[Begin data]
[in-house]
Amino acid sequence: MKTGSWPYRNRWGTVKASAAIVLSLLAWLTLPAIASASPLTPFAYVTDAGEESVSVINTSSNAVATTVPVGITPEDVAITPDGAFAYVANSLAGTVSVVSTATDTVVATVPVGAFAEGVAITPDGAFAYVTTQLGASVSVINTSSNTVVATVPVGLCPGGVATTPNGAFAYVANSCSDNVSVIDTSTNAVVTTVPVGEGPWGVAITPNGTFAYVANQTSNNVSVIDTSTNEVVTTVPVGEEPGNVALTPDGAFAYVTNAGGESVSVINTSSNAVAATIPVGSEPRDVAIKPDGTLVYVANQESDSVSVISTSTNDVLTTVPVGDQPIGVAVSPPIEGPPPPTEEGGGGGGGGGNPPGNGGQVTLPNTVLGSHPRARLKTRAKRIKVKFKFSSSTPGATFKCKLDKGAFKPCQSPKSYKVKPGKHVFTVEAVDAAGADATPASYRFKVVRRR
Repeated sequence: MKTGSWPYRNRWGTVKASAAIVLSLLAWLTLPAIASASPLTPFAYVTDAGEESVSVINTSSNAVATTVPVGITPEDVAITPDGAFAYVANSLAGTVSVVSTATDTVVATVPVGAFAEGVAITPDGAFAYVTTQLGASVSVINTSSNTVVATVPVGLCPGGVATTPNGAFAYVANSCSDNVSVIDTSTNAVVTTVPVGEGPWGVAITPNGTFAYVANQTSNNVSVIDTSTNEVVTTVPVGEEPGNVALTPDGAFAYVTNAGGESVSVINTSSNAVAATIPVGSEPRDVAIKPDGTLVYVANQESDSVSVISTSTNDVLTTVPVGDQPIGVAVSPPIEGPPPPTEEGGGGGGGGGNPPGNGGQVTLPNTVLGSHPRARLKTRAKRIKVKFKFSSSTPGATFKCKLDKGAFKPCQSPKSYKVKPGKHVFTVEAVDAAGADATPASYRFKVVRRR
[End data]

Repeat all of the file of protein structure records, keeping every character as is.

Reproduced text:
[in-house]
Amino acid sequence: MKTGSWPYRNRWGTVKASAAIVLSLLAWLTLPAIASASPLTPFAYVTDAGEESVSVINTSSNAVATTVPVGITPEDVAITPDGAFAYVANSLAGTVSVVSTATDTVVATVPVGAFAEGVAITPDGAFAYVTTQLGASVSVINTSSNTVVATVPVGLCPGGVATTPNGAFAYVANSCSDNVSVIDTSTNAVVTTVPVGEGPWGVAITPNGTFAYVANQTSNNVSVIDTSTNEVVTTVPVGEEPGNVALTPDGAFAYVTNAGGESVSVINTSSNAVAATIPVGSEPRDVAIKPDGTLVYVANQESDSVSVISTSTNDVLTTVPVGDQPIGVAVSPPIEGPPPPTEEGGGGGGGGGNPPGNGGQVTLPNTVLGSHPRARLKTRAKRIKVKFKFSSSTPGATFKCKLDKGAFKPCQSPKSYKVKPGKHVFTVEAVDAAGADATPASYRFKVVRRR
Repeated sequence: MKTGSWPYRNRWGTVKASAAIVLSLLAWLTLPAIASASPLTPFAYVTDAGEESVSVINTSSNAVATTVPVGITPEDVAITPDGAFAYVANSLAGTVSVVSTATDTVVATVPVGAFAEGVAITPDGAFAYVTTQLGASVSVINTSSNTVVATVPVGLCPGGVATTPNGAFAYVANSCSDNVSVIDTSTNAVVTTVPVGEGPWGVAITPNGTFAYVANQTSNNVSVIDTSTNEVVTTVPVGEEPGNVALTPDGAFAYVTNAGGESVSVINTSSNAVAATIPVGSEPRDVAIKPDGTLVYVANQESDSVSVISTSTNDVLTTVPVGDQPIGVAVSPPIEGPPPPTEEGGGGGGGGGNPPGNGGQVTLPNTVLGSHPRARLKTRAKRIKVKFKFSSSTPGATFKCKLDKGAFKPCQSPKSYKVKPGKHVFTVEAVDAAGADATPASYRFKVVRRR